0.3
1.7
1.2
0.3
1.0
0.9
1.5
3.0
0.0
0.3
0.0

9.5%
15.5
5.2
4.9
9.4
5.8
8.0
8.5
6.3
7.4
5.1
3.2
3.0
3.9
6.9
6.8
3.1
5.6
6.4
7.0
8.5
1.9
3.0
13.3

40
203
1,924
3,825
908
724
351
3,288
2,811
1,350
524
876
148
679
114
151
507
440
160
429
35

27
150
265
300
272
234
180
169
267
193
176
189
83
199
64
43
138
174
108
201
19

84.2%
82.7
67.8
61.6
66.1
80.0
75.7
41.6
50.8
57.3
71.2
62.6
75.4
65.5
82.1
37.5
50.6
68.7
82.3
84.3
57.1

0.0%
2.7
4.7
3.2
2.8
3.6
2.8
4.9
0.8
3.0
7.1
1.1
3.3
3.7
3.9
4.7
5.1
2.2
2.6
2.2
6.5

0.0%
1.6
2.8
1.7
1.5
2.1
1.5
2.5
0.2
1.5
4.6
0.4
1.7
2.0
2.2
1.6
2.7
1.0
1.5
1.2
1.9

12.5%
4.3
7.7
5.9
5.1
6.0
5.0
9.3
2.6
6.0
10.8
2.9
6.2
6.6
6.6
12.8
9.2
4.4
4.6
3.9
20.0

298

114

55.8%

3.0%

1.3%

6.8%

313
1,206
1,552

58
284
289

42.5%
82.5
75.6

2.0%
4.3
7.7

0.5%
2.7
5.3

8.4%
6.9
11.0

Sexual Victimization in Prisons and Jails Reported by Inmates, 2011-12 | May 2013

68

Appendix table 5 (continued)
Characteristics of jails and prevalence of sexual victimization, by facility, National Inmate Survey, 2011–12

Facility name
Cook Co. - Division 2
Cook Co. - Division 5
Cook Co. - Division 6
Kane Co. Adult Justice Ctr.
Kankakee Co. Jerome Combs Det. Ctr.
Kendall Co. Jail
McHenry Co. Jail
Sangamon Co. Jail
Indiana
Bartholomew Co. Jail
Clinton Co. Jail
Dearborn Co. Jail
Delaware Co. Justice Ctr.
Elkhart Co. Corr. Ctr.
Hamilton Co. Jail
Jackson Co. Jail
Marion Co. Jail IIi
Marion Co. Jail Intake Fac.
Noble Co. Jail
Ripley Co. Jail
Tippecanoe Co. Jail
Iowa
Des Moines Co. Jail
Scott Co. Jail and Annex
Kansas
Finney Co. Jail
Wilson Co. Jail
Kentucky
Big Sandy Regional Det. Ctr.
Boyle Co. Det. Ctr.
Daviess Co. Det. Ctr.
Grayson Co. Det. Ctr.
Kenton Co. Det. Ctr.
Lexington-Fayette Co. Jail Det. Division
Madison Co. Det. Ctr.
McCracken Co. Jail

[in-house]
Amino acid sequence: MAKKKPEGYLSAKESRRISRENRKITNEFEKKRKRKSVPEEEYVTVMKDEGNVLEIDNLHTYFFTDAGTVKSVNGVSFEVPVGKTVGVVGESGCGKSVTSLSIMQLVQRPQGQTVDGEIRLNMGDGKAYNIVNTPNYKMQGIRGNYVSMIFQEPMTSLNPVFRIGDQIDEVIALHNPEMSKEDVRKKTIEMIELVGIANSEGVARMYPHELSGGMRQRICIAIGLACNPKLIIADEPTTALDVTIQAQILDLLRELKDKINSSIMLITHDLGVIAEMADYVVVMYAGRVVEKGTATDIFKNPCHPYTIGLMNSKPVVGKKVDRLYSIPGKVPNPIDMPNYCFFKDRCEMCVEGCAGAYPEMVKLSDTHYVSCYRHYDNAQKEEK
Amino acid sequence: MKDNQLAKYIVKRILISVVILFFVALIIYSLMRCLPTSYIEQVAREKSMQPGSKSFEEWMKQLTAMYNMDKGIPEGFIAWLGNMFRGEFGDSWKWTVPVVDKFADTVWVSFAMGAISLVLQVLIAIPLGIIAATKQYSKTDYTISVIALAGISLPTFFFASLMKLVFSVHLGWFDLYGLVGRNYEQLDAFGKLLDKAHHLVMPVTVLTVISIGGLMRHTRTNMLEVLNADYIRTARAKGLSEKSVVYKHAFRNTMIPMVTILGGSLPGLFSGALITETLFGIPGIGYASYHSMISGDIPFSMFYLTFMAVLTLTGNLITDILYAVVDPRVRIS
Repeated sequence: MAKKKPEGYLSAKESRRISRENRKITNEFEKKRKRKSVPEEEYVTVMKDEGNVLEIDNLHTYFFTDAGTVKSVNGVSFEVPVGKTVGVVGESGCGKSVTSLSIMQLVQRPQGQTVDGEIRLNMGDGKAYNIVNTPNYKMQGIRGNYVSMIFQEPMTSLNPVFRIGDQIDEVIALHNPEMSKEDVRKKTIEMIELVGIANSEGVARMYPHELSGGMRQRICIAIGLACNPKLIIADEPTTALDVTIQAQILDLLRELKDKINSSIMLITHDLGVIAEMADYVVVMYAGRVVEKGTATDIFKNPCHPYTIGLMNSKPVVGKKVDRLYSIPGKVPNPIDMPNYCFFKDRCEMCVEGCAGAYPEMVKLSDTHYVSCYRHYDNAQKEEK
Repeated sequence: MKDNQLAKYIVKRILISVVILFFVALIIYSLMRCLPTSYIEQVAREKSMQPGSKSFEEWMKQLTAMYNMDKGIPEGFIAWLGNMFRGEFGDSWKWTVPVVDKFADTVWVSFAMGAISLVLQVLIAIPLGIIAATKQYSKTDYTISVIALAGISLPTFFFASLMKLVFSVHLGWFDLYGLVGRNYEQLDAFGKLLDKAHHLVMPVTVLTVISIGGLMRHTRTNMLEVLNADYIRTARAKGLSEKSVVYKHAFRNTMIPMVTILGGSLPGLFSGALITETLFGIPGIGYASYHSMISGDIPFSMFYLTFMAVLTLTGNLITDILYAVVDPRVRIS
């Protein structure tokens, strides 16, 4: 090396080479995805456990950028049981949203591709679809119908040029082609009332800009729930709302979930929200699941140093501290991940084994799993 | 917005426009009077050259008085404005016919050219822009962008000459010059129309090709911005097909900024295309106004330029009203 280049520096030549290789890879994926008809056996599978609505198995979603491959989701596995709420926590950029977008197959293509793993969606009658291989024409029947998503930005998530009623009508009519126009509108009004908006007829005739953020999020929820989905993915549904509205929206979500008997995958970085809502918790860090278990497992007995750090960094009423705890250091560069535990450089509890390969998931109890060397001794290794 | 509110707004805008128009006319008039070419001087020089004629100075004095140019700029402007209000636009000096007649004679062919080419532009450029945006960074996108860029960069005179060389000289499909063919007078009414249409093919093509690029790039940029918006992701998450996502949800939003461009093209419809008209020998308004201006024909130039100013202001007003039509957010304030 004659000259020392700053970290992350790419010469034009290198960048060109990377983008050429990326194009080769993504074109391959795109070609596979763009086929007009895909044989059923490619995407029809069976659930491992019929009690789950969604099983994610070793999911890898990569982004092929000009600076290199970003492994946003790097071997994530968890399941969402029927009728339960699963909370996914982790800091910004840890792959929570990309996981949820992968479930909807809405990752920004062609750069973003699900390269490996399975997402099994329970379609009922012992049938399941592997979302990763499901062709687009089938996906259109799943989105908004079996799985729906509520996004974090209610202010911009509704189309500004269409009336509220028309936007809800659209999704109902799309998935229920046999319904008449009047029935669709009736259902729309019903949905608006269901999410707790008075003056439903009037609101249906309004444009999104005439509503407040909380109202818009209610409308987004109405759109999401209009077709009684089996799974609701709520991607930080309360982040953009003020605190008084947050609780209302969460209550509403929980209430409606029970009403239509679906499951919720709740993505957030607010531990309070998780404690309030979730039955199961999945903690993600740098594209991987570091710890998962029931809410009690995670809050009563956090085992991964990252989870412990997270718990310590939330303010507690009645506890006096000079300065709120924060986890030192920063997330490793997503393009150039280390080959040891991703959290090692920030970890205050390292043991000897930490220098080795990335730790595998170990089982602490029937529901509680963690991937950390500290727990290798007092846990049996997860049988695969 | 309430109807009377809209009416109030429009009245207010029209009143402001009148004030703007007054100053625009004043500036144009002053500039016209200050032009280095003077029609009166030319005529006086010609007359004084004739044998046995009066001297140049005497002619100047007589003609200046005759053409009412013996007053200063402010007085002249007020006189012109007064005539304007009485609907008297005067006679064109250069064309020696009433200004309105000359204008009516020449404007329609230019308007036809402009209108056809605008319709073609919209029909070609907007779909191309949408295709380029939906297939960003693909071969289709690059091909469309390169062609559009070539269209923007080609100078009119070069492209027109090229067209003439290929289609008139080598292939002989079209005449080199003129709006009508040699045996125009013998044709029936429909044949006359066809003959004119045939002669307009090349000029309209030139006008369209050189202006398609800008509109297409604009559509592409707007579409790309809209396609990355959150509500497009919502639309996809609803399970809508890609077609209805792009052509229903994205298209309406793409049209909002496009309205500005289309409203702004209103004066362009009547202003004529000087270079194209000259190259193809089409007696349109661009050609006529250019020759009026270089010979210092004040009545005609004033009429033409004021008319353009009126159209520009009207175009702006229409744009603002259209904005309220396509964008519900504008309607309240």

Meade Co. Jail
Pulaski Co. Det. Ctr.
Woodford Co. Det. Ctr.
Louisiana
Assumption Parish Det. Ctr.
Bossier Parish Max. Security Fac.
Bossier Parish Med. Security Fac.
Caddo Parish Corr. Ctr.
East Baton Rouge Parish Prison
Iberia Parish Jail
Lafayette Parish Jail
Livingston Parish Det. Ctr.
Rapides Parish Det. Ctr. III
St. Landry Parish Jail
St. Martin Parish Corr. Ctr. 1
Webster Parish Bayou Dorcheat Corr. Fac.
Maine
Penobscot Co. Jail

Inmates reporting sexual victimizationa
95%-confidence intervalb
Number of inmates Respondents to sexual Response
Lower
Upper
in custodyc
victimization surveyd ratee
Percentf
bound
bound
1,579
213
52.7%
5.8%
3.5%
9.4%
1,177
247
72.9
3.5
2.0
6.2
995
273
83.3
2.2
1.2
4.2
590
167
58.6
2.9
1.4
6.0
510
206
75.7
3.4
1.9
5.9
111
61
68.4
5.1
2.8
9.2
558
150
60.2
1.1
0.4
3.3
342
174
74.1
3.9
2.5
6.0
183
169
235
292
941
301
169
1,223
225
156
84
271

120
97
125
100
275
137
91
197
62
105
52
119

79.9%
73.9
64.4
47.1
79.2
67.4
63.5
58.8
43.3
82.3
89.2
55.7

3.2%
2.4
1.8
1.8
3.6
1.5
1.0
3.4
7.7
0.9
7.9
2.5

1.9%
1.1
0.8
0.7
2.1
0.6
0.3
1.4
3.4
0.3
5.1
1.1

5.2%
5.2
4.3
4.6
6.1
3.8
3.4
8.1
16.3
2.3
11.9
5.7

75
301

30
141

58.9%
66.7

2.1%
3.2

0.6%
1.6

7.1%
6.1

124
85

73
36

78.4%
73.8

4.0%
5.6

2.3%
1.7

6.9%
16.5

262
308
628
497
524
1,113
263
448
137
269
100

144
150
202
213
137
191
139
183
83
97
34

74.3%
84.5
69.3
76.8
53.9
53.5
67.2
79.4
80.5
57.2
50.7

1.3%
1.9
3.6
2.2
1.1
4.3
3.8
3.1
1.3
1.6
0.1

0.6%
0.6
2.1
1.2
0.4
2.2
2.3
1.8
0.5
0.6
0.0

3.2%
5.7
6.2
4.1
3.0
7.9
6.2
5.4
3.6
4.2
0.6

91
349
441
1,285
1,779
546
972
560
414
273
179
464

65
177
190
273
220
198
213
219
207
114
78
192

82.8%
74.8
73.5
80.5
60.4
67.5
63.6
78.7
85.7
59.7
60.1
78.1

4.6%
0.9
2.3
2.0
2.3
3.9
3.2
1.4
1.9
0.7
3.8
3.3

2.7%
0.4
1.2
0.9
1.0
2.3
1.7
0.6
1.0
0.2
1.8
1.9

7.9%
2.3
4.4
4.2
5.1
6.6
6.0
3.2
3.6
2.5
8.1
5.8

178

61

51.0%

4.3%

1.6%

11.4%

Sexual Victimization in Prisons and Jails Reported by Inmates, 2011-12 | May 2013

69

Appendix table 5 (continued)
Characteristics of jails and prevalence of sexual victimization, by facility, National Inmate Survey, 2011–12

Facility name
Maryland
Allegany Co. Det. Ctr.
Anne Arundel Co. Jennifer Road Det. Ctr.
Baltimore City Det. Ctr.
Montgomery Co. Corr. Fac.
Wicomico Co. Det. Ctr.
Massachusetts
Hampden Co. Corr. Ctr.
Middlesex Co. Jail and House of Corr.
Plymouth Co. Corr. Fac.
Suffolk Co. House of Corr.
Suffolk Co. Nashua Street Jail
Worcester Co. Jail and House of Corr.
Michigan
Berrien Co. Jail
Calhoun Co. Jail
Huron Co. Jail
Kalamazoo Co. Jail
Macomb Co. Jail
Oakland Co. East Annex
Oakland Co. Law Enforcement Complex
Ottawa Co. Jail
Wayne Co. Andrew C. Baird Det. Fac.
Wayne Co. William Dickerson Det. - Division III
Minnesota